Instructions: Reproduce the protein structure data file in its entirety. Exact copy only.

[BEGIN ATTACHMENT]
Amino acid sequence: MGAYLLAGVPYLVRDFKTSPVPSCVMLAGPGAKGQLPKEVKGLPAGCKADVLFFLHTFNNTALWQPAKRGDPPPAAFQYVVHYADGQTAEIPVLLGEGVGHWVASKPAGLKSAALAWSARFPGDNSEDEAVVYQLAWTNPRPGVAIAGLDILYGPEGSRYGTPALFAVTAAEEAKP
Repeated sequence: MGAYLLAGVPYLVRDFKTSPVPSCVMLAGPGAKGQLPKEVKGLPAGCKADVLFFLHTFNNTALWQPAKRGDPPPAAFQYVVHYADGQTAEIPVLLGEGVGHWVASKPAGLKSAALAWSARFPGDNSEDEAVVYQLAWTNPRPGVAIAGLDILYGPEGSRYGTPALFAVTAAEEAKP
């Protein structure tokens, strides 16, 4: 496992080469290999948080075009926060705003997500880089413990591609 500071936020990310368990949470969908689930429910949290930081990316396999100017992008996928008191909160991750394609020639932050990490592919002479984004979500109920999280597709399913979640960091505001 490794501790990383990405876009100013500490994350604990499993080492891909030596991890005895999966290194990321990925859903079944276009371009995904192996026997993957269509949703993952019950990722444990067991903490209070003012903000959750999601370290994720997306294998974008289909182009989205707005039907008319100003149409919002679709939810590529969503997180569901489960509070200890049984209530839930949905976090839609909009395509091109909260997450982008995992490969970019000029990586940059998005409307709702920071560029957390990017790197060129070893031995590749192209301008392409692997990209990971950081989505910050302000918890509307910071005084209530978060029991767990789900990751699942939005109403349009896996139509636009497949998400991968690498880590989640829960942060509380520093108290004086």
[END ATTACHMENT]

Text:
Amino acid sequence: MGAYLLAGVPYLVRDFKTSPVPSCVMLAGPGAKGQLPKEVKGLPAGCKADVLFFLHTFNNTALWQPAKRGDPPPAAFQYVVHYADGQTAEIPVLLGEGVGHWVASKPAGLKSAALAWSARFPGDNSEDEAVVYQLAWTNPRPGVAIAGLDILYGPEGSRYGTPALFAVTAAEEAKP
Repeated sequence: MGAYLLAGVPYLVRDFKTSPVPSCVMLAGPGAKGQLPKEVKGLPAGCKADVLFFLHTFNNTALWQPAKRGDPPPAAFQYVVHYADGQTAEIPVLLGEGVGHWVASKPAGLKSAALAWSARFPGDNSEDEAVVYQLAWTNPRPGVAIAGLDILYGPEGSRYGTPALFAVTAAEEAKP
């Protein structure tokens, strides 16, 4: 496992080469290999948080075009926060705003997500880089413990591609 500071936020990310368990949470969908689930429910949290930081990316396999100017992008996928008191909160991750394609020639932050990490592919002479984004979500109920999280597709399913979640960091505001 490794501790990383990405876009100013500490994350604990499993080492891909030596991890005895999966290194990321990925859903079944276009371009995904192996026997993957269509949703993952019950990722444990067991903490209070003012903000959750999601370290994720997306294998974008289909182009989205707005039907008319100003149409919002679709939810590529969503997180569901489960509070200890049984209530839930949905976090839609909009395509091109909260997450982008995992490969970019000029990586940059998005409307709702920071560029957390990017790197060129070893031995590749192209301008392409692997990209990971950081989505910050302000918890509307910071005084209530978060029991767990789900990751699942939005109403349009896996139509636009497949998400991968690498880590989640829960942060509380520093108290004086």